Carbon trading is a privatization of carbon after the privatization of land, air, seeds, water and other resources. It allows governments to allocate permits to big industrial polluters so they can trade “rights to pollute” amongst themselves.
Genetically modified crops and trees will not solve any environmental crisis as they themselves pose a risk to the environment as well as to health and safety.

Food sovereignty provides livelihoods to millions and protects life on earth. Via Campesina believes that solutions to the current crisis have to emerge from organized social actors that are developing modes of production, trade and consumption based on justice, solidarity and healthy communities. No technological fix will solve the current global environmental and social disaster.

Sustainable small-scale farming is labor-intensive and requires little energy use; it can and does contribute to cooling down the earth.

All around the world, we practice and defend small-scale sustainable family farming and we demand* *food sovereignty. Food sovereignty is the right of peoples to healthy and culturally-appropriate food produced through ecologically sound and sustainable methods, and their right to define their own food and agriculture systems. It puts the aspirations and needs of those who produce, distribute and consume food at the heart of food systems and policies rather than the demands of markets and corporations. Food sovereignty prioritizes local and national economies and markets and empowers peasant and family farmer-driven agriculture, artisan-style fishing, pastoralist-led grazing, and food production, distribution and consumption based on environmental, social and economic sustainability.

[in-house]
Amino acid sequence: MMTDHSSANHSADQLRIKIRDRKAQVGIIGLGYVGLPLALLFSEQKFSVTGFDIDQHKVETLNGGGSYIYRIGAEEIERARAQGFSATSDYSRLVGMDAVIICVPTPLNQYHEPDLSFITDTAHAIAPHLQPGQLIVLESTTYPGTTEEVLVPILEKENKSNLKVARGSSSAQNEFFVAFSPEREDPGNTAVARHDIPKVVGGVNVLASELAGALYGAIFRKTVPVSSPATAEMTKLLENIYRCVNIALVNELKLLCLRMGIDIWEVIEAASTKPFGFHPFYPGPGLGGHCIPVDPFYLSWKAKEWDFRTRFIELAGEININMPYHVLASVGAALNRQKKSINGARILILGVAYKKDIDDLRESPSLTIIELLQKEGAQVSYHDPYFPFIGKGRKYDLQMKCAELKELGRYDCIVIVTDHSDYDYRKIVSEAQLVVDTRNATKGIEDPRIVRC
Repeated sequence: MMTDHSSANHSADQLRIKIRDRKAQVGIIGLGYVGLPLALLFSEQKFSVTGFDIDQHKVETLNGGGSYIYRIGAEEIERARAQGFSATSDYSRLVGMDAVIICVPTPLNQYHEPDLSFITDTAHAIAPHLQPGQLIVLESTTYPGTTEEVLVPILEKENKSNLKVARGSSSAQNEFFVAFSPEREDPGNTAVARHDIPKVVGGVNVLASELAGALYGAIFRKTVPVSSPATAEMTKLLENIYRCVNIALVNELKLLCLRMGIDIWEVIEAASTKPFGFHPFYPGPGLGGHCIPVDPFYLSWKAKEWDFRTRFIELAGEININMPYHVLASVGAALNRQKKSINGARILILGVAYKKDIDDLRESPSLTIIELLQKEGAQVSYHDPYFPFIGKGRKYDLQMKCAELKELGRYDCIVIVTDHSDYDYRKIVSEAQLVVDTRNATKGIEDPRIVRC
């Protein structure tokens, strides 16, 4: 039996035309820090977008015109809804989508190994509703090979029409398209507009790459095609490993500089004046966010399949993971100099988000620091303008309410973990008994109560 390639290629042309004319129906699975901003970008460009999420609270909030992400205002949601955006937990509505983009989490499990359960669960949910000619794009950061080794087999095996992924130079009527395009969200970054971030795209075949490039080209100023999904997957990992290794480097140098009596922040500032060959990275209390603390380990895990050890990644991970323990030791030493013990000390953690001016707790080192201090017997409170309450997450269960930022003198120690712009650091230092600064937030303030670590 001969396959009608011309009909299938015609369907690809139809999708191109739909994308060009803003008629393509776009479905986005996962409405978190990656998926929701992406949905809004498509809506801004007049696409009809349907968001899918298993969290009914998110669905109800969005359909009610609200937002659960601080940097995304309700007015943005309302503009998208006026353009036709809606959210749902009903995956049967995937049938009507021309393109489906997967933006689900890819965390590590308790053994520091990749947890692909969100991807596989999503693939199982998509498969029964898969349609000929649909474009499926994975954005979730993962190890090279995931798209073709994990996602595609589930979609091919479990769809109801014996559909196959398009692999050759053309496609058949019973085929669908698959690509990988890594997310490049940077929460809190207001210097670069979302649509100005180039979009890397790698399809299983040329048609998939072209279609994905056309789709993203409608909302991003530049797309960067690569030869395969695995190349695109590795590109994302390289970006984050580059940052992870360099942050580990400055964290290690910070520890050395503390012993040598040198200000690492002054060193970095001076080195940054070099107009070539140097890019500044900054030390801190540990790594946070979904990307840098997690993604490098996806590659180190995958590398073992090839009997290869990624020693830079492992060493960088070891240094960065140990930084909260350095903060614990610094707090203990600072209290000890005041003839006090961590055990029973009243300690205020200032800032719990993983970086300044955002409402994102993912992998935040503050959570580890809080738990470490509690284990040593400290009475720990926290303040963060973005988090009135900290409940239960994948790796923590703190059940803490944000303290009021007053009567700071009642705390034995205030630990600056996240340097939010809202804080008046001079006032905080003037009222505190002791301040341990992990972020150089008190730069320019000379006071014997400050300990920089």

We urgently demand of local, national and international decision makers:
1: The complete dismantling of agribusiness companies: they are stealing the land of small producers, producing junk food and creating environmental disasters.
2: The replacement of industrialized agriculture and animal production by small-scale sustainable agriculture supported by genuine agrarian reform programs.
3: The promotion of sane and sustainable energy policies. That includes consuming less energy and producing solar and biogas energy on the farms instead of heavily promoting agrofuel production as is currently the case.
4: The implementation of agricultural and trade policies at local, national and international levels supporting sustainable agriculture and local food consumption. This includes the ban on the kinds of subsidies that lead to the dumping of cheap food on markets.

For the livelihoods of billions of small producers around the world, and for people’s health and the planet’s survival: We demand food sovereignty and we are committed to struggle to achieve it collectively.